2021 Colorado Code
Title 18 - Criminal Code
Article 9 - Offenses Against Public Peace, Order, and Decency
Part 3 - Offenses Involving Communications
§ 18-9-304. Eavesdropping Prohibited - Penalty

Universal Citation: CO Code § 18-9-304 (2021)
  1. Any person not visibly present during a conversation or discussion commits eavesdropping if he:
    1. Knowingly overhears or records such conversation or discussion without the consent of at least one of the principal parties thereto, or attempts to do so; or
    2. Intentionally overhears or records such conversation or discussion for the purpose of committing, aiding, or abetting the commission of an unlawful act; or
    3. Knowingly uses for any purpose, discloses, or attempts to use or disclose to any other person the contents of any such conversation or discussion while knowing or having reason to know the information was obtained in violation of this section; or
    4. Knowingly aids, authorizes, agrees with, employs, permits, or intentionally conspires with any person to violate the provisions of this section.
  2. [ ] Eavesdropping is a class 1 misdemeanor.
Editor's note: This version of subsection (2) is effective until March 1, 2022.

(2) [ ] Eavesdropping is a class 2 misdemeanor.

Editor's note: This version of subsection (2) is effective March 1, 2022.

History. Source: L. 71: R&RE, p. 474, § 1. C.R.S. 1963: § 40-9-304 . L. 77: (1)(a), (1)(c), and (1)(d) amended, p. 970, § 60, effective July 1. L. 89: (2) amended, p. 841, § 91, effective July 1. L. 2010: (2) amended,(SB 10-128), ch. 415, p. 2046, § 4, effective July 1. L. 2021: (2) amended,(SB 21-271), ch. 462, p. 3207, § 331, effective March 1, 2022.

Editor's note:

Section 803(2) of chapter 462 (SB 21-271), Session Laws of Colorado 2021, provides that the act changing this section applies to offenses committed on or after March 1, 2022.


Law reviews. For note, “Legislation: The Statutory Right of Privacy in Colorado -- Section 33 of the Eavesdropping Act: Should It be Narrowly Construed?”, see 41 U. Colo. L. Rev. 174 (1969). For article, “Discovery and Admissibility of Sound Recordings and Their Transcripts”, see 14 Colo. Law. 999 (1985).

Section recognizes right of privacy. The supreme court specifically recognizes the theory of tortious conduct designated as the invasion of the right of privacy, noting that the general assembly gave legislative recognition of the right of privacy by the enactment of this section. Rugg v. McCarty, 173 Colo. 170 , 476 P.2d 753 (1970) (decided under former § 40-4-33 , C.R.S.).

Eavesdropping statutes require use of subjective and objective tests to determine whether a person's conversation qualifies as protected oral communications. People v. Hart, 787 P.2d 186 (Colo. App. 1989).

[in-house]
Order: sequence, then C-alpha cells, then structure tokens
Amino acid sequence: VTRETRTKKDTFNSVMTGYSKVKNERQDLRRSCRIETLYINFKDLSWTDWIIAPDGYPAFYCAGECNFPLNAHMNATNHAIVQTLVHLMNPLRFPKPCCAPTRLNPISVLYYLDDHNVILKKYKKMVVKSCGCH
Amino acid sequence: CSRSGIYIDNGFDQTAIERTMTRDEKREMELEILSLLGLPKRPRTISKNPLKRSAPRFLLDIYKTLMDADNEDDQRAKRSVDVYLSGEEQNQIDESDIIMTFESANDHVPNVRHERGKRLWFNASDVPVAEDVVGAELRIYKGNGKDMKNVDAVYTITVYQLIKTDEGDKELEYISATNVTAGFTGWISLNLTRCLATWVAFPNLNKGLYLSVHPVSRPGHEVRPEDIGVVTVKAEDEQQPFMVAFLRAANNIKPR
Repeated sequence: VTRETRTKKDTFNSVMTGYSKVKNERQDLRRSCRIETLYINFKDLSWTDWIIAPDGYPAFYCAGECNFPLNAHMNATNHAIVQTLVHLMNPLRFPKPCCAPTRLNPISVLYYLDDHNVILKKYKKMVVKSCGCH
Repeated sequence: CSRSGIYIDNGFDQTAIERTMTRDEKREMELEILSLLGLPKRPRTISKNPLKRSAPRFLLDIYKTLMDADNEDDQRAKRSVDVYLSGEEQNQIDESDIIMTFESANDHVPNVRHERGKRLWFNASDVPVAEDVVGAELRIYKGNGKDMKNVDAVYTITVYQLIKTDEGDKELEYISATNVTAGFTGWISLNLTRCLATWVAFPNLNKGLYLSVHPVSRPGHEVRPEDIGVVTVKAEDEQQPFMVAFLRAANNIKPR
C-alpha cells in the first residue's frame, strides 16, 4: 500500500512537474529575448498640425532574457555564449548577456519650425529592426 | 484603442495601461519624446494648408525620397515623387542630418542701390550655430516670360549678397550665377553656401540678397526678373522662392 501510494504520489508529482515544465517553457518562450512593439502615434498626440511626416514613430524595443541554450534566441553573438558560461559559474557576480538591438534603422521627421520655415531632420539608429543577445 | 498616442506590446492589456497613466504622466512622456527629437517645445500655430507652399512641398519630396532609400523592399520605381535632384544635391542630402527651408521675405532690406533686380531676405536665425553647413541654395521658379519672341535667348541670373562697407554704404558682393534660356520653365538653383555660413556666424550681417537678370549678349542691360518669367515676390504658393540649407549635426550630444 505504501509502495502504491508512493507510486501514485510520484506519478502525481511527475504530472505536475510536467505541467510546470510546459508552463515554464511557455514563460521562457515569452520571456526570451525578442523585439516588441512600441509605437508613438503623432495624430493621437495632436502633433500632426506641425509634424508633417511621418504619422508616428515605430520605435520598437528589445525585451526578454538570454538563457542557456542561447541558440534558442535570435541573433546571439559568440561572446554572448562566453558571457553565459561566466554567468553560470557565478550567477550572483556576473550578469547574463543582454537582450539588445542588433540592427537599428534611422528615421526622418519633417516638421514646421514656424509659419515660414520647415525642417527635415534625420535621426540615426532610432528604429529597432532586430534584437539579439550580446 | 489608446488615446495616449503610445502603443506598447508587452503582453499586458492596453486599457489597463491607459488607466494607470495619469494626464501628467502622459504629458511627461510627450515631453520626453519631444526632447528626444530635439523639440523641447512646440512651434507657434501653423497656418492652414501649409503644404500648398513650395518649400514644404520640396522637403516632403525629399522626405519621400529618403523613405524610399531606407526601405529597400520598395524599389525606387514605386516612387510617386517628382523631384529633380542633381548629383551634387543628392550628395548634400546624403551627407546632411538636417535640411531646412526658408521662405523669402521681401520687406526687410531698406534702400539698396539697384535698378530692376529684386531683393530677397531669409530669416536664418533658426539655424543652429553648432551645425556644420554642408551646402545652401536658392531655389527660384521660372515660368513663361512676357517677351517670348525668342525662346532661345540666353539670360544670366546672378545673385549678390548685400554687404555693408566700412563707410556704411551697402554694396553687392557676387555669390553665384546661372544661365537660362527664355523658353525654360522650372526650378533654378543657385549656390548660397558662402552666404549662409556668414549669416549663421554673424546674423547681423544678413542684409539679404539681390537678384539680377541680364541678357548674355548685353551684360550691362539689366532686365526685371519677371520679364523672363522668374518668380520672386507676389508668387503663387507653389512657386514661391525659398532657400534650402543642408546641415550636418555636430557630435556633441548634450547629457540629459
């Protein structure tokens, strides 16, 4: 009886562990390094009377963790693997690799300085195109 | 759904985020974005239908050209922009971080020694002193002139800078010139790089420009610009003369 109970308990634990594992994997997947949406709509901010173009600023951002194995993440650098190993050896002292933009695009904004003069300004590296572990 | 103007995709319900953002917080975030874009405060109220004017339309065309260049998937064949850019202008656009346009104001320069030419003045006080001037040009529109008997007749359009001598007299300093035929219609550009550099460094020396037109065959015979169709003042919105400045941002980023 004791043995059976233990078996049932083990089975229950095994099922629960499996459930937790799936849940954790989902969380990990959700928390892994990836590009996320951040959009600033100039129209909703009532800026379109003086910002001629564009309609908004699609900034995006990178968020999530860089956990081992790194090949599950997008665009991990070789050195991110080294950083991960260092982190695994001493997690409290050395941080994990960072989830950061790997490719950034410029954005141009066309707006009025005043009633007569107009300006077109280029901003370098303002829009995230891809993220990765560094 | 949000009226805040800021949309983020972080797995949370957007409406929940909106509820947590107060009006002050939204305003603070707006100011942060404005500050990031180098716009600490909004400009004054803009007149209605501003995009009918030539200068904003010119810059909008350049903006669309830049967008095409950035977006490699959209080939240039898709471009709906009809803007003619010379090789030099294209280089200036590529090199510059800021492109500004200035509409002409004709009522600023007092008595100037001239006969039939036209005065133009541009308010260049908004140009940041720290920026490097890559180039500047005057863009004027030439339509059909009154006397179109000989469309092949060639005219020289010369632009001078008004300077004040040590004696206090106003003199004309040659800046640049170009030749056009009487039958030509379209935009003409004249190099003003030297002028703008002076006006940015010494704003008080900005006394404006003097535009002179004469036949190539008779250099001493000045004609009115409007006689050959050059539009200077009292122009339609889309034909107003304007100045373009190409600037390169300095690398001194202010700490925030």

Section 16-15-102 (10) inapplicable. Since § 18-9-303 and this section do not prohibit or make unlawful consensual recorded eavesdropping, where one party to the conversation agrees to the recording, there is no “unlawful interception” within the meaning of § 16-15-102 (10) . That section is, therefore, not applicable, and the evidence should not be suppressed. People v. Morton, 189 Colo. 198 , 539 P.2d 1255 (1975), cert. denied, 423 U.S. 1053, 96 S. Ct. 783, 46 L. Ed. 2d 642 (1976).

Terms “conversation or discussion” in this section are synonymous with term “oral communication” as defined in § 18-9-301 (8) . People v. Blehm, 44 Colo. App. 472, 623 P.2d 411 (1980).

And monitoring conversations between husband and wife in jail not eavesdropping. Monitoring the conversations between a husband and wife in the visiting room of a jail is not eavesdropping because such conversations are not within the statutory definition of “oral communication”. People v. Blehm, 44 Colo. App. 472, 623 P.2d 411 (1980).

Consensually overheard conversation not eavesdropping. By the terms of subsection (1)(a), a consensually overheard conversation is not eavesdropping. People v. Palmer, 652 P.2d 1092 (Colo. App. 1982).

Consent of one party to recording supports summary judgment. Where plaintiff claimed that certain telephone conversations were illegally recorded, but admitted that the other party to the conversations had consented, there was no genuine issue of fact and summary judgment was proper. Abrahamsen v. Mtn. States Tel. & Tel. Co., 177 Colo. 422 , 494 P.2d 1287 (1972) (decided under former § 40-4-28 , C.R.S.).

For “consent” to be valid, it must be voluntary and uncoerced. Generally, it is sufficient for the prosecution, who has the burden of proving consent, to show that an informant had knowledge of the monitoring setup; however, when coercion is alleged, the prosecution must show that there was no undue pressure, threats or improper inducements. People v. Rivera, 765 P.2d 624 (Colo. App. 1988).

Whether the circumstances of a communication justify a belief that it is not subject to interception is analyzed in the same manner as the question of whether an investigative activity amounts to a search: whether there is a justifiable expectation of privacy at the time and place of the communication. People v. Lesslie, 939 P.2d 443 (Colo. App. 1996).

Occupants of bar restroom had an objectively reasonable expectation of privacy from surveillance with a police transmitter despite the fact that police or others might hear a conversation unaided. People v. Lesslie, 939 P.2d 443 (Colo. App. 1996).

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